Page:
Great Lakes Coastal Wetland Communities: Vulnerabilities to Climate Change and Adaptation Strategies
Coastal wetlands in the Great Lakes region will be impacted by climate change. Namely, changes in water level could have dire consequences for existing wetlands and dependent bird and fish communities. To examine the impacts climate change may cause to coastal wetlands, project staff assessed vulnerabilities and evaluated adaptation options.
In 2002, the Department of Natural Resources Canada held an open call for proposals for the Climate Change Action Fund – Coastal Zone. Partners from the University of Waterloo, Canadian Wildlife Service, Environment Canada, and local, private environmental firms submitted a proposal to produce a report explaining the vulnerability of Great Lakes coastal wetland ecosystems to climate change and identifying and developing related management and policy adaptation strategies. Their objectives were to use GIS to analyze shoreline vulnerabilities of the Great Lakes, develop and apply bird and fish habitat suitability models to projected climate change scenarios, and evaluate feasibility and effectiveness of adaptation strategies. The proposal was successfully funded in 2003 to support a two-year project.
The vulnerability assessment, adaptation strategies, and report were developed through the following activities:
- Use of historical aerial photographs to assess long-term changes in wetland plant community distribution. Photos from the Great Lakes region were analyzed for vegetation composition from the 1930s to 1999; periods of low water level occurred in the 1930s and 1960s, high water levels in the 1970s and 1980s. The photos were digitally analyzed using GIS software to examine the expansion and contraction of wetland vegetation communities in relation to Great Lakes water levels.
- Literature reviews, wetland surveys, habitat suitability models, and stakeholder input were used to assess the vulnerability of wetland bird and fish communities.
- Three Great Lakes coastal wetlands adaptation strategies were evaluated:
- Wetland dyking – by comparing paired dyked and undyked coastal wetlands on Lake Erie and Lake Ontario;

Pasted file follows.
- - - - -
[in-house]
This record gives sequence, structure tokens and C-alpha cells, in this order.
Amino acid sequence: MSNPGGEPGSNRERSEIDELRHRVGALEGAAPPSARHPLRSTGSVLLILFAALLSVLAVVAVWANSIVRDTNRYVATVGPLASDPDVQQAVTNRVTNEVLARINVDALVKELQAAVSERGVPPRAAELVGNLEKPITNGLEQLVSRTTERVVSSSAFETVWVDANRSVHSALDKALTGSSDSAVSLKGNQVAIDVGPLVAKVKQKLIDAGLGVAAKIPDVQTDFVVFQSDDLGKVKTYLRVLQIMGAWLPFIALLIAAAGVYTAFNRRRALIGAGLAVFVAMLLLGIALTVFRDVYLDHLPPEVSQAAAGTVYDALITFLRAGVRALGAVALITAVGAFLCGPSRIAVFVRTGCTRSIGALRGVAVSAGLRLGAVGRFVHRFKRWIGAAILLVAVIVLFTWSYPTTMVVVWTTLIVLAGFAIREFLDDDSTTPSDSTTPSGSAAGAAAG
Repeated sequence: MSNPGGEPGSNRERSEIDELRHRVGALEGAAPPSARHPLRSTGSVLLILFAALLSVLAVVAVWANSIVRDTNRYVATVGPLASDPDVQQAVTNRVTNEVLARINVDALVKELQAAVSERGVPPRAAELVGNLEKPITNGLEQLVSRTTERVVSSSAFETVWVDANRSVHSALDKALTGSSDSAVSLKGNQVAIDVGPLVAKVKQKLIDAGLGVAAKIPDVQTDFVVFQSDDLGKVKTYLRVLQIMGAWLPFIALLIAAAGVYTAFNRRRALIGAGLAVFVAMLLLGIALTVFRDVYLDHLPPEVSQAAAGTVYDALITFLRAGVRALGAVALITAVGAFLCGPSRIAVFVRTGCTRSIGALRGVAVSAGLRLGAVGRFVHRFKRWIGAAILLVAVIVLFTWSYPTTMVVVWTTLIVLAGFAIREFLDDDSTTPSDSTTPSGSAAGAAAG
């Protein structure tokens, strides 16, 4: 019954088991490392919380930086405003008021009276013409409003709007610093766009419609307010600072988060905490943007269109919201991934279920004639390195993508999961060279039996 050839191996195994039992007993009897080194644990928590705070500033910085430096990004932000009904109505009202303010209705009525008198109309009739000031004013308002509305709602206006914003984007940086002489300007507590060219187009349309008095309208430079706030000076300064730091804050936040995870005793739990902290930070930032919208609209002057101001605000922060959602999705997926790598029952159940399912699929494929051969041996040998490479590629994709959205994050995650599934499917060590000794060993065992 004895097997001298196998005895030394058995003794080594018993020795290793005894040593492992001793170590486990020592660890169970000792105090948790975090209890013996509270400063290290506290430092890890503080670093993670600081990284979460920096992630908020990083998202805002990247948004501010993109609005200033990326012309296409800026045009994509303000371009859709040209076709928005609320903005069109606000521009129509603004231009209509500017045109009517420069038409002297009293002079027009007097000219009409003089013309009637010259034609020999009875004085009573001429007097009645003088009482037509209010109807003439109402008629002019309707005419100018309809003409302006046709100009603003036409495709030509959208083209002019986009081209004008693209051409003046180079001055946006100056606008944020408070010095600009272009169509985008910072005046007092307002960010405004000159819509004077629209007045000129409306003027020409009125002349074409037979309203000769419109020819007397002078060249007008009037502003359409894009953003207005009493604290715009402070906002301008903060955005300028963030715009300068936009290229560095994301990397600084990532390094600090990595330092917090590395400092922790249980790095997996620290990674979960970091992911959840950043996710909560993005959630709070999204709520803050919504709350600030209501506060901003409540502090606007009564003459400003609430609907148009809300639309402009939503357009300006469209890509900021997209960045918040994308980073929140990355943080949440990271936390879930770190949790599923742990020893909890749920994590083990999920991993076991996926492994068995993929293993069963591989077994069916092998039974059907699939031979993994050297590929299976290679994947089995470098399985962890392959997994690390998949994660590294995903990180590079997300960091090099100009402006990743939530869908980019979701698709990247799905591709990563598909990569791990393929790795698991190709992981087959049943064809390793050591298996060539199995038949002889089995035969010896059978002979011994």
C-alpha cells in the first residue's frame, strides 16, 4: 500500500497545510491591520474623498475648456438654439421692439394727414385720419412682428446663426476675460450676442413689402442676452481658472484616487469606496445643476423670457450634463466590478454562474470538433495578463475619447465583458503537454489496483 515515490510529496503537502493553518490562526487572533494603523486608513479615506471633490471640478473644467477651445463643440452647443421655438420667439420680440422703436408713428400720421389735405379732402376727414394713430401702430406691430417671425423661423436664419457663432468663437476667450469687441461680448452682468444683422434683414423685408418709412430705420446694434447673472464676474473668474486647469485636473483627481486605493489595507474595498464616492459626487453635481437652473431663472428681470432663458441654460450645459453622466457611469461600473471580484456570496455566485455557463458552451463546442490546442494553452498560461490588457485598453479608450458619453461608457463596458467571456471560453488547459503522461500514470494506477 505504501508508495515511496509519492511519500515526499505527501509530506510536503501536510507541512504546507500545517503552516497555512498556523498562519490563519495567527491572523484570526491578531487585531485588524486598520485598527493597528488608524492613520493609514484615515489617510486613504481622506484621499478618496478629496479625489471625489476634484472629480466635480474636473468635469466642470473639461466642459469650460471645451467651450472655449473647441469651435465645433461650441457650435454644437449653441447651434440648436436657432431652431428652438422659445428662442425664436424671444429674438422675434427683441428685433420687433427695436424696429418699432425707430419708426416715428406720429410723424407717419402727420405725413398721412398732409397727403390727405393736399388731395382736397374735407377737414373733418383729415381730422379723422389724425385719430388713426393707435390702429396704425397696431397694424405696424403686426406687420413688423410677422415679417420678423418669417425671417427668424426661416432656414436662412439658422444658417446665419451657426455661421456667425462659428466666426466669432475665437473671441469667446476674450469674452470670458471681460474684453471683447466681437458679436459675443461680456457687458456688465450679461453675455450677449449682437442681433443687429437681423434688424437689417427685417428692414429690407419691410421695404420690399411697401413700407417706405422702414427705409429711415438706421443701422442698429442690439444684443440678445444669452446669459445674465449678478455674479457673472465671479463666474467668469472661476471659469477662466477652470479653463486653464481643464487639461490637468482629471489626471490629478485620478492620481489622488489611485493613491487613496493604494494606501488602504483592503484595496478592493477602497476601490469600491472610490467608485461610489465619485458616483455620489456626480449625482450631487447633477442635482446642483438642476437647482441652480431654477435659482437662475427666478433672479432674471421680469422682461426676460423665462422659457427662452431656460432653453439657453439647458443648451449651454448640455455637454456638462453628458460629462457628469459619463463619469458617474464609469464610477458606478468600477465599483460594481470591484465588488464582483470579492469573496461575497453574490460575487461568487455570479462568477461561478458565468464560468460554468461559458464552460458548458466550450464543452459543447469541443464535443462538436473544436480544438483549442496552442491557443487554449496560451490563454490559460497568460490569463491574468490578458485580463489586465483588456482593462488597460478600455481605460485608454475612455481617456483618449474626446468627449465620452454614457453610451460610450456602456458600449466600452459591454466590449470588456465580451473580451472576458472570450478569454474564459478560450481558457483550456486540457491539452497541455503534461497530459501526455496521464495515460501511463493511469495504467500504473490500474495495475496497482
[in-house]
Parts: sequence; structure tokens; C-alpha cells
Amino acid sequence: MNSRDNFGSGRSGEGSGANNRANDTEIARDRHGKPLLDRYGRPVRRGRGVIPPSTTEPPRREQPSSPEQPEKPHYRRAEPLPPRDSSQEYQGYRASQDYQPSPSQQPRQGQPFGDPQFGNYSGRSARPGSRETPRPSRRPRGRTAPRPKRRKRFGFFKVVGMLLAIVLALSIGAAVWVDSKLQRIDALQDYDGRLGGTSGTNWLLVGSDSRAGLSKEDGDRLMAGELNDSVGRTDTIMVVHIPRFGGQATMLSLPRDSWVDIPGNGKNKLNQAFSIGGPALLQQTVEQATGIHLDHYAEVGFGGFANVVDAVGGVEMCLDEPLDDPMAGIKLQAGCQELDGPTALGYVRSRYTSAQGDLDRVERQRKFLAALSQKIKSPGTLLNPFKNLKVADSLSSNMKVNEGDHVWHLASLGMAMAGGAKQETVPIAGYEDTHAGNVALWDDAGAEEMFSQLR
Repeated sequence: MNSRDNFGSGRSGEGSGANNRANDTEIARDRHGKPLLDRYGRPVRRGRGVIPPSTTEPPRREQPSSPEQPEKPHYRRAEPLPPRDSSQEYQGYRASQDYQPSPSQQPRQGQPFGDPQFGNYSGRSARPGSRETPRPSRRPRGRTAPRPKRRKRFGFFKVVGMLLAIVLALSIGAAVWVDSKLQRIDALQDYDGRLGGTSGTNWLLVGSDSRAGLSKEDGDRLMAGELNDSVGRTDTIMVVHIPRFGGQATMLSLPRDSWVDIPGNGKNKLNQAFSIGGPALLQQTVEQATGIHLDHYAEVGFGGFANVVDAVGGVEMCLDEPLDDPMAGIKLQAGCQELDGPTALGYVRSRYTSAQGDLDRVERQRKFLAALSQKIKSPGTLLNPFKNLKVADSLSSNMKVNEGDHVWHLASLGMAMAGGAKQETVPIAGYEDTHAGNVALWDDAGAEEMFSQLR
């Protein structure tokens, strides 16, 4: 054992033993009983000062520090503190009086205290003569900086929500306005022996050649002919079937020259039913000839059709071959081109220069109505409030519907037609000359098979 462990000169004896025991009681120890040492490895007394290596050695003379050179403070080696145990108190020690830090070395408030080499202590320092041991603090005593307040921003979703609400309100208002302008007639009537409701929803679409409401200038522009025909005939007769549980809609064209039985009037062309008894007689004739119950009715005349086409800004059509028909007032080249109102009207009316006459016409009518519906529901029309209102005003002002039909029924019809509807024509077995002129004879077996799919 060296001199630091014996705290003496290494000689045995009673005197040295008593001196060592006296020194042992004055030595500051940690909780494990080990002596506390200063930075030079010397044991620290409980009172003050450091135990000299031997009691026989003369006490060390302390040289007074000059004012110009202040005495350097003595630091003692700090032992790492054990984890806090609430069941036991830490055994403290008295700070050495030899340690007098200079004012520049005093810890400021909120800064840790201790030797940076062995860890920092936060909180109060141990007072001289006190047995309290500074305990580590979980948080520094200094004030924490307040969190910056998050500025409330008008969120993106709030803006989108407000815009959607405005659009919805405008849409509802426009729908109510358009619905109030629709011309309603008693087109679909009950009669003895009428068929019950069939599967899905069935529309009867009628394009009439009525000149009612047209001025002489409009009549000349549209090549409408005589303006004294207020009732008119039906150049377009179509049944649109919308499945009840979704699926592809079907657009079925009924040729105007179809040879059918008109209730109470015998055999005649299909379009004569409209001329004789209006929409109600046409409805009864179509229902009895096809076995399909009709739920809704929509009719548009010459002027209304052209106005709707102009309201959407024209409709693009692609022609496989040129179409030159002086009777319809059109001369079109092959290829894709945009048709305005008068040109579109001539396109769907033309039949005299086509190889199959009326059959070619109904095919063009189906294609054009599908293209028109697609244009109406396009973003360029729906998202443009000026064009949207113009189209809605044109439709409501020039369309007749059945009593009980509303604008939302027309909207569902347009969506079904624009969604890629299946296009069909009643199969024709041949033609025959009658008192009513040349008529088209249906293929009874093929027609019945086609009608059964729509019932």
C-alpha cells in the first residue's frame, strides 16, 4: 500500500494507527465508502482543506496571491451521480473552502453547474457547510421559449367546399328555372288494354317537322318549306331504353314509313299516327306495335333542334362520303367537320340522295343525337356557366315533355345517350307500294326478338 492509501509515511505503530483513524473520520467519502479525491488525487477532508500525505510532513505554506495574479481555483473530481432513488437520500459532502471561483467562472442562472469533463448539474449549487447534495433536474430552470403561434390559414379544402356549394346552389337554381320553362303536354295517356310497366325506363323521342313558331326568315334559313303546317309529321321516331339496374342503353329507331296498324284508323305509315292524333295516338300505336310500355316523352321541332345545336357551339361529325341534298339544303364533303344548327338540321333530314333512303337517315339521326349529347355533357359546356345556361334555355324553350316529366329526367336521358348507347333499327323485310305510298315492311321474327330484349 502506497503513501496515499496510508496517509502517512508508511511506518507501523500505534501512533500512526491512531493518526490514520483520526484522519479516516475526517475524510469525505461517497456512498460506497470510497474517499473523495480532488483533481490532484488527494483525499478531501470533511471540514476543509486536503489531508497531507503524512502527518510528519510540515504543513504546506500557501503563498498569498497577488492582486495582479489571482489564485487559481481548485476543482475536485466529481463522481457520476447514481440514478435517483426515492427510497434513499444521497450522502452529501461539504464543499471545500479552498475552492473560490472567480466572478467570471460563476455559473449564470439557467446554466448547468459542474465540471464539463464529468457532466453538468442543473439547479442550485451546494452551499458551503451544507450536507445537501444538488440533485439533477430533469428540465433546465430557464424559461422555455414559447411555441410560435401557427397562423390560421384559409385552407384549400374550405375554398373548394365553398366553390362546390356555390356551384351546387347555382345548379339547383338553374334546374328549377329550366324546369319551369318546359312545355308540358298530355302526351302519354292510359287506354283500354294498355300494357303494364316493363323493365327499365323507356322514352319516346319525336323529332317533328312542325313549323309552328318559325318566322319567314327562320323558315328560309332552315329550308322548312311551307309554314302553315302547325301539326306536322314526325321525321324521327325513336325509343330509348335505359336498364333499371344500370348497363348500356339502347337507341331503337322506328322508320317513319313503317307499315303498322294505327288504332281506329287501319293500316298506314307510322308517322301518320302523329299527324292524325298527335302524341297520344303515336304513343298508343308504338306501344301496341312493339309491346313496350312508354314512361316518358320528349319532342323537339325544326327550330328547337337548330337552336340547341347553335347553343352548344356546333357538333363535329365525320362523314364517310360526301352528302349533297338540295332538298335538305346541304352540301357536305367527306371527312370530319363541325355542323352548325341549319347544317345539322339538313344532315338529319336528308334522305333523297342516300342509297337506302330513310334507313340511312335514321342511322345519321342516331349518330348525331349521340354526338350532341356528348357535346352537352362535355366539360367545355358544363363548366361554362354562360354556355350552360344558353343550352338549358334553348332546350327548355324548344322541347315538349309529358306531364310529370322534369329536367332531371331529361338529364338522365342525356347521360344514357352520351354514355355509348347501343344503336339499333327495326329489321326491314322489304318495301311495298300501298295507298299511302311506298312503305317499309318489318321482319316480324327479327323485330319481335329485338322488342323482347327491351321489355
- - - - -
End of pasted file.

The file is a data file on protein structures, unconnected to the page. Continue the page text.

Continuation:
- Review of existing policy and land use planning processes to assess viability of adaptation via policy processes; and
- Large-scale water level regulation to reduce impacts of changing water levels.
- Stakeholder consultations through meetings and interviews were conducted to aid in project scoping and design, to obtain feedback on key vulnerabilities and thresholds, and to obtain feedback on climate change adaptation scenario evaluations.
Vulnerability indices were developed for coastal wetland plant species. Plants were categorized into low, moderate and high risk groups based upon their drought-tolerances and modes of colonization. Highly vulnerable plant species included wild rice and Hill’s pondweed; least vulnerable were several invasive species such as purple loosestrife and common reed. Models were developed based upon GIS analyses of historical photos to link vegetation community types with average water depths. This was then used to assess potential climate-related impacts.
Bird models were based upon available survey data of breeding bird abundance in different habitats. Regression equations were developed using bird abundance relative to wetland habitat availability. Fish models were also developed based on life stage preferences to estimate habitat suitability and thermal preferences. A Habitat Alteration Assessment Tool was used to identify suitable fish habitats based upon depth, vegetation type, and substrate type for six fish guilds in three life stages. Assessments were conducted using four climate change scenarios; two extremes representing the wettest and warmest conditions and driest and warm conditions and then two moderate wet/dry warm conditions.
Outcomes and Conclusions
Results from the vulnerability assessment indicated that lower water levels will impact the distribution and abundance of wetland vegetation and bird and fish communities. Wetlands within lacustrine embayments were most resilient to the impacts of a lowered water table. The largest impacts were seen in riverine wetlands. Both the bird and fish vulnerability models provided inconsistent results and highlighted the need for large-scale assessments to determine higher trophic level responses to climate change.
The adaptation strategy that was ranked as the highest priority was developing and implementing effective land use planning and policies to protect the natural processes that create wetlands. The final report, released in 2006, concluded that research efforts should be focused on verifying plant and animal vulnerabilities to climate change and collecting high quality hydrological data (Mortsch et al. 2006).
Feifel, K. M. (2012). Great Lakes Coastal Wetland Communities: Vulnerabilities to Climate Change and Adaptation Strategies [Case study on a project of Environment Canada]. Product of EcoAdapt's State of Adaptation Program. Retrieved from CAKE: www.cakex.org/case-studies/great-lakes-coastal-wetland-communities-vulne... (Last updated October 2012)